Microsoft Outlines Windows Phone 7 Development Platform
Microsoft today announced that its new Windows Phone 7 platform will include the company's Silverlight and XNA technologies for developers. Silverlight is a runtime designed to make it easier for developers to create rich, attractive interfaces that are intelligently separated from lower-level logic code. On the desktop, Silverlight competes with Adobe Flash. XNA provides an alternative to Silverlight that is more tailored for creating 3D and 2D games. Developers will use Microsoft's C# programming language to write apps for Windows Phone 7. The new platform is not backward-compatible with Windows Mobile 6.x apps; developers will need to re-write their apps, although they may be able to re-use some behind-the-scenes (non-interface) C# code written using .NET CF for Windows Mobile 6.x.
Review: Microsoft Windows 10 Mobile
Window 10 for smartphones builds on the foundation created by Microsoft for its desktops, laptops, and tablets. Windows 10 is a unifying platform that boasts universal apps and common, key functions that make for a seamless experience across form factors.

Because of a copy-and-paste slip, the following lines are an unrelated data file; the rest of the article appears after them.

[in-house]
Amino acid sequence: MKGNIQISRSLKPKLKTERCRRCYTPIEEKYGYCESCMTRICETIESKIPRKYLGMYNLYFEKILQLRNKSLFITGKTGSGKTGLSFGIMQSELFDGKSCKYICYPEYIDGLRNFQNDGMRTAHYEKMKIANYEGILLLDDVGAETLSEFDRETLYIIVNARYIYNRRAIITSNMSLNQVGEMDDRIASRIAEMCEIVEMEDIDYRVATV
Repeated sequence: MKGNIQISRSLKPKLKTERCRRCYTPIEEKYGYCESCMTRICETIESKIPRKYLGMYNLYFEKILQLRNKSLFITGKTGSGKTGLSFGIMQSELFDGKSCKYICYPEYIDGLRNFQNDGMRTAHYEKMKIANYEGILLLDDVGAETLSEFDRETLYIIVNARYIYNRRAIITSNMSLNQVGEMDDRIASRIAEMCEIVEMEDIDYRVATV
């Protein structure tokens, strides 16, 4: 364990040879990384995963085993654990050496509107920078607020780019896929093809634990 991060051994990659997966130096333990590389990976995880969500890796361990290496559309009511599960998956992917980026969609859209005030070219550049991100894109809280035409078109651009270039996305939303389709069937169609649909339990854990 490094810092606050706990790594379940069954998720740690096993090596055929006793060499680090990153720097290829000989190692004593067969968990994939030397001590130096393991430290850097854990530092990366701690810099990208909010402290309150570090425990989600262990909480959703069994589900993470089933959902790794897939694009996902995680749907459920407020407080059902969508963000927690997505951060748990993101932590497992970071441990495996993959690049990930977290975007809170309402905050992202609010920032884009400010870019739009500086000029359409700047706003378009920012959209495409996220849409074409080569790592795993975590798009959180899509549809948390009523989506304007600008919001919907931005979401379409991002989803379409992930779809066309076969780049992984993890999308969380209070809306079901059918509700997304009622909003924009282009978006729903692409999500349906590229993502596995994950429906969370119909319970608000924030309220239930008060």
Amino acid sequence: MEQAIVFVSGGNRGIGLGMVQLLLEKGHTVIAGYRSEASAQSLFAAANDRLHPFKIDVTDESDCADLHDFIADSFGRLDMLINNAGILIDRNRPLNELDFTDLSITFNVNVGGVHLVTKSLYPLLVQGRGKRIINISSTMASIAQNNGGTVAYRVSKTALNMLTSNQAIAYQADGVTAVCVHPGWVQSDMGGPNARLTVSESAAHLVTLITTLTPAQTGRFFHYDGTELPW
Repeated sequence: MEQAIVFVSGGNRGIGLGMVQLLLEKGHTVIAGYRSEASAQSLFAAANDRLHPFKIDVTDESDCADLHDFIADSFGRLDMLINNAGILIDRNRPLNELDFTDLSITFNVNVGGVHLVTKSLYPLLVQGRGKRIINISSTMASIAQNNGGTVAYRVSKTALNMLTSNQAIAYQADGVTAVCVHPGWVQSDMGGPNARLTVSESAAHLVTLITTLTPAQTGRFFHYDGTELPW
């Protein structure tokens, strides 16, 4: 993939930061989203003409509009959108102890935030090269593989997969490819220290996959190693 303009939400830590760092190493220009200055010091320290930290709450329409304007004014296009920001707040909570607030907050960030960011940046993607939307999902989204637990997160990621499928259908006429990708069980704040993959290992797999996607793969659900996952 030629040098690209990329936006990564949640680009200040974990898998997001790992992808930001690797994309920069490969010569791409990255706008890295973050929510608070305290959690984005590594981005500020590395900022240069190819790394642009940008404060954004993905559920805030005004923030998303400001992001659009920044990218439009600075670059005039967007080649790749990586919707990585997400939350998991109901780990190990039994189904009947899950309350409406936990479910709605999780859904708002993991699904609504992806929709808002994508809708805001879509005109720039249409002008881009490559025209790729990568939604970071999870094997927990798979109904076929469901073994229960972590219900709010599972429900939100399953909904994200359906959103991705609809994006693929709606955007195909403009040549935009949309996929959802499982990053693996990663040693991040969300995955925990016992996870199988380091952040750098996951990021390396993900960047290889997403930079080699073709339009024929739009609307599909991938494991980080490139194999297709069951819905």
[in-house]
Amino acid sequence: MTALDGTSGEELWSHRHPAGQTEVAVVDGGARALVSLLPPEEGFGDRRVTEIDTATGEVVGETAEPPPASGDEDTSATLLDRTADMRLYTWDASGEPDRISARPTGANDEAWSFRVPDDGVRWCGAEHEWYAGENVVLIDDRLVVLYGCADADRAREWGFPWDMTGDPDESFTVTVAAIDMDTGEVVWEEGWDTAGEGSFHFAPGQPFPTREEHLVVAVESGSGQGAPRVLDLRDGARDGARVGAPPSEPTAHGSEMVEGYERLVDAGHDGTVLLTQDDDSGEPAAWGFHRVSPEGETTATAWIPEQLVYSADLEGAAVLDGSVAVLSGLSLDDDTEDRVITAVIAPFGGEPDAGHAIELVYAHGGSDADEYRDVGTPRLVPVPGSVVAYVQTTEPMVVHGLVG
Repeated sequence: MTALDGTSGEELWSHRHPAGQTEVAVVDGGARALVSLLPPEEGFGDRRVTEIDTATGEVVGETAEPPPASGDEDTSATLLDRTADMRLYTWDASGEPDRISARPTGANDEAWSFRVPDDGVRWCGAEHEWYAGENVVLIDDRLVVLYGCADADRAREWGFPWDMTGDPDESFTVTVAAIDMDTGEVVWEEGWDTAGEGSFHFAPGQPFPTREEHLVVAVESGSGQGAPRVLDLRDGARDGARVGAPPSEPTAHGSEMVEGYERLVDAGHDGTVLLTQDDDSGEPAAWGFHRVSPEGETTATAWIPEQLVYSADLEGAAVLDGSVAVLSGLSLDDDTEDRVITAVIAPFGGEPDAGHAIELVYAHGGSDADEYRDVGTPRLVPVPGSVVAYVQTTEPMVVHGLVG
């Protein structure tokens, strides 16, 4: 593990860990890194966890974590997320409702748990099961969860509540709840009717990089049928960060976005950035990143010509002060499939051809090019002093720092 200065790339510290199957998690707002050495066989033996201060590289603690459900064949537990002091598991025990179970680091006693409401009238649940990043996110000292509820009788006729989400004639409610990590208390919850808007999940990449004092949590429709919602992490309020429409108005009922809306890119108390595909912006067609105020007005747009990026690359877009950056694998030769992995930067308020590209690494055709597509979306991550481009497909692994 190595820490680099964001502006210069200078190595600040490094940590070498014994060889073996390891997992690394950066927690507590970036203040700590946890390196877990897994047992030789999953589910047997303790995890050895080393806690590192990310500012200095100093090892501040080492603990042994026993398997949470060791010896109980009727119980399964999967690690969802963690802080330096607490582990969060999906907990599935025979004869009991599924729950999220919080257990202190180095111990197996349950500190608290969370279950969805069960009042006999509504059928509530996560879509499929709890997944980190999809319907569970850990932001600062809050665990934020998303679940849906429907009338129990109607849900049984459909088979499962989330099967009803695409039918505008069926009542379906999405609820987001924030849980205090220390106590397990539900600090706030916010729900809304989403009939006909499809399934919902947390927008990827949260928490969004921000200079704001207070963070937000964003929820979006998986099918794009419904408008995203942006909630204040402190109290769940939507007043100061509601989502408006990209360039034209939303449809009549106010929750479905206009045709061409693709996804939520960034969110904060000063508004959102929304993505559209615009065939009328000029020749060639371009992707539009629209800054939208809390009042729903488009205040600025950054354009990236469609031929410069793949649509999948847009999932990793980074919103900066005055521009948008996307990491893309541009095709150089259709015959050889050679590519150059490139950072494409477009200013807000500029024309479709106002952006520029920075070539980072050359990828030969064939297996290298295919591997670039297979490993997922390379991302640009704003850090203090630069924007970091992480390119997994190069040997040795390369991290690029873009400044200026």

Microsoft Bags Windows Bridge for Android Apps
Microsoft today provided an update on the tools it offers to developers and said it has canceled plans the Windows Bridge for Android (project Astoria). The Bridge was meant to help Android developers re-use their code and port their apps to Windows.
Microsoft Open-Sources iOS App Porting Tool
Microsoft today said its Windows Bridge for iOS application is moving to open source. Windows Bridge is the tool developers need to port iOS apps to the Windows platform.
Windows 10 to Run Android and iOS Apps
Microsoft today said Windows 10 devices will be able to run Android applications. According to Microsoft, developers will be able to reuse Java and C++ code to run Android apps in an Android subsystem on Windows 10 devices.
Microsoft Releases Windows 10 Developer Toolkit
Microsoft today made a software developer kit available to developers interested in creating apps for the forthcoming Windows 10 platform. The SDK requires users to be a member of the Windows Insider Program and have the latest build of the Windows 10 Technical Preview, as well as a handful of other apps.
From the "didn't realize it's on its way out" file
Will it have MSN TV integration?
What about PlaysForSure support?
So... Netflix on my phone? Sounds frickin awesome to me.
Microsoft learned something from APPLE.
1. Market place. People don't like the Iphone for the Iphone, they like it because it works so well with Itunes.
2.Have a strict standard, how many phones run the Iphone OS...one the Iphone, so Apple doesn't have to spend wasted money tweaking its os for everything single phone model that wants to use it os. It only has to deal with one. By having strict standards they can devote all that xtra time to putting to use ideas from the people over at xda.
2. Only selling an OS on your own hardware is not quite the same as having strict standards, it is just avoiding ...